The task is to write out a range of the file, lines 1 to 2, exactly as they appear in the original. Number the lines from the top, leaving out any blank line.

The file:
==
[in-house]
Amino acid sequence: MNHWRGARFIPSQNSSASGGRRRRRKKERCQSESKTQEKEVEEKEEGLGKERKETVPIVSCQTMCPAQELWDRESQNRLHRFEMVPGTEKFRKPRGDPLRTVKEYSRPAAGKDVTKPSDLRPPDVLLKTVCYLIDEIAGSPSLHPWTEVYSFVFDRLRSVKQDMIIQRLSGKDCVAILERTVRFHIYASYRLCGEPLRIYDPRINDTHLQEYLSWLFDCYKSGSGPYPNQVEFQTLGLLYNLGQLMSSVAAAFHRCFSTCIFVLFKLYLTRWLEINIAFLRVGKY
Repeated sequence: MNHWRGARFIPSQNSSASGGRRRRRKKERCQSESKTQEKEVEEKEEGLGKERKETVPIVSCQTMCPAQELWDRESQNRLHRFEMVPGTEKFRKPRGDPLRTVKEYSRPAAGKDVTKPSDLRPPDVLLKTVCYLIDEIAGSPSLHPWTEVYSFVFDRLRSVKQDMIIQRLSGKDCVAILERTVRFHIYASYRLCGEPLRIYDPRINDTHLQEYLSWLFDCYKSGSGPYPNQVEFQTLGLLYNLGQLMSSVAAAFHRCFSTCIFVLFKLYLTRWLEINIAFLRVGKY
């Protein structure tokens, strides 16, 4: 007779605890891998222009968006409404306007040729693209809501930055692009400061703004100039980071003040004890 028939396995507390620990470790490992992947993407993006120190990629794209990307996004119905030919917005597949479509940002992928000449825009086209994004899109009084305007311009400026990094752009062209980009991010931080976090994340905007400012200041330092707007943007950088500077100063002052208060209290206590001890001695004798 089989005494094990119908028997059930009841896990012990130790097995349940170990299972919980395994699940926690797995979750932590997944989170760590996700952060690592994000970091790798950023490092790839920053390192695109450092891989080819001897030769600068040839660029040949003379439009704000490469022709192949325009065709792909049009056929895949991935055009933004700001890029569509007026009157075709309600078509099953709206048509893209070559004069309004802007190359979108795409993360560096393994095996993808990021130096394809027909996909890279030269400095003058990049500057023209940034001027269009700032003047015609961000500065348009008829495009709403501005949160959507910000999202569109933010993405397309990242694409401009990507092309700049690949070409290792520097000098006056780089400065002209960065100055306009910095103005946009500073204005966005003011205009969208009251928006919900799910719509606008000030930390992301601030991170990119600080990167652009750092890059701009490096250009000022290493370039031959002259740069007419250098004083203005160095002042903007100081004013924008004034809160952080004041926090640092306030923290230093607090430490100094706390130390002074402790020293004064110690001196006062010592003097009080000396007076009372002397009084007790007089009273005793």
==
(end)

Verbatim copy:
[in-house]
Amino acid sequence: MNHWRGARFIPSQNSSASGGRRRRRKKERCQSESKTQEKEVEEKEEGLGKERKETVPIVSCQTMCPAQELWDRESQNRLHRFEMVPGTEKFRKPRGDPLRTVKEYSRPAAGKDVTKPSDLRPPDVLLKTVCYLIDEIAGSPSLHPWTEVYSFVFDRLRSVKQDMIIQRLSGKDCVAILERTVRFHIYASYRLCGEPLRIYDPRINDTHLQEYLSWLFDCYKSGSGPYPNQVEFQTLGLLYNLGQLMSSVAAAFHRCFSTCIFVLFKLYLTRWLEINIAFLRVGKY